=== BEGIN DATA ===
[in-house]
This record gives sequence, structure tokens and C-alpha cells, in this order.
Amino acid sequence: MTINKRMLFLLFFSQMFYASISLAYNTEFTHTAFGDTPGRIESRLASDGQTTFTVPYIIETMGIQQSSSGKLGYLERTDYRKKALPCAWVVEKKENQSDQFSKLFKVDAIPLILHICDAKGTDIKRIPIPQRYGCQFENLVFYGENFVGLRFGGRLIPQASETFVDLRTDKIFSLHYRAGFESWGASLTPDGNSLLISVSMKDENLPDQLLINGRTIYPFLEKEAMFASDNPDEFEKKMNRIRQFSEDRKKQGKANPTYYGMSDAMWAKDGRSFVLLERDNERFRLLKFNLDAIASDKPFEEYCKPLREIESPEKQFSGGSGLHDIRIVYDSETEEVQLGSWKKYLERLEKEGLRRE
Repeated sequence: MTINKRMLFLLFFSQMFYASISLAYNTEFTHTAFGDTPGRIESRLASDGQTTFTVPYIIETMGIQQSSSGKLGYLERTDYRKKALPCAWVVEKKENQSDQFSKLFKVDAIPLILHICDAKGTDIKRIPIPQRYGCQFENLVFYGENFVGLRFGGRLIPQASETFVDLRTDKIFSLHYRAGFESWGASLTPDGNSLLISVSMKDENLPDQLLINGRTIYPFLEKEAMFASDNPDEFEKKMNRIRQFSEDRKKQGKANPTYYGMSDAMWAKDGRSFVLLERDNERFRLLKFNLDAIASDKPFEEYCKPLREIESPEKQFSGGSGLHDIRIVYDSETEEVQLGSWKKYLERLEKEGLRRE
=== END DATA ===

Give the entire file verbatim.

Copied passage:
[in-house]
This record gives sequence, structure tokens and C-alpha cells, in this order.
Amino acid sequence: MTINKRMLFLLFFSQMFYASISLAYNTEFTHTAFGDTPGRIESRLASDGQTTFTVPYIIETMGIQQSSSGKLGYLERTDYRKKALPCAWVVEKKENQSDQFSKLFKVDAIPLILHICDAKGTDIKRIPIPQRYGCQFENLVFYGENFVGLRFGGRLIPQASETFVDLRTDKIFSLHYRAGFESWGASLTPDGNSLLISVSMKDENLPDQLLINGRTIYPFLEKEAMFASDNPDEFEKKMNRIRQFSEDRKKQGKANPTYYGMSDAMWAKDGRSFVLLERDNERFRLLKFNLDAIASDKPFEEYCKPLREIESPEKQFSGGSGLHDIRIVYDSETEEVQLGSWKKYLERLEKEGLRRE
Repeated sequence: MTINKRMLFLLFFSQMFYASISLAYNTEFTHTAFGDTPGRIESRLASDGQTTFTVPYIIETMGIQQSSSGKLGYLERTDYRKKALPCAWVVEKKENQSDQFSKLFKVDAIPLILHICDAKGTDIKRIPIPQRYGCQFENLVFYGENFVGLRFGGRLIPQASETFVDLRTDKIFSLHYRAGFESWGASLTPDGNSLLISVSMKDENLPDQLLINGRTIYPFLEKEAMFASDNPDEFEKKMNRIRQFSEDRKKQGKANPTYYGMSDAMWAKDGRSFVLLERDNERFRLLKFNLDAIASDKPFEEYCKPLREIESPEKQFSGGSGLHDIRIVYDSETEEVQLGSWKKYLERLEKEGLRRE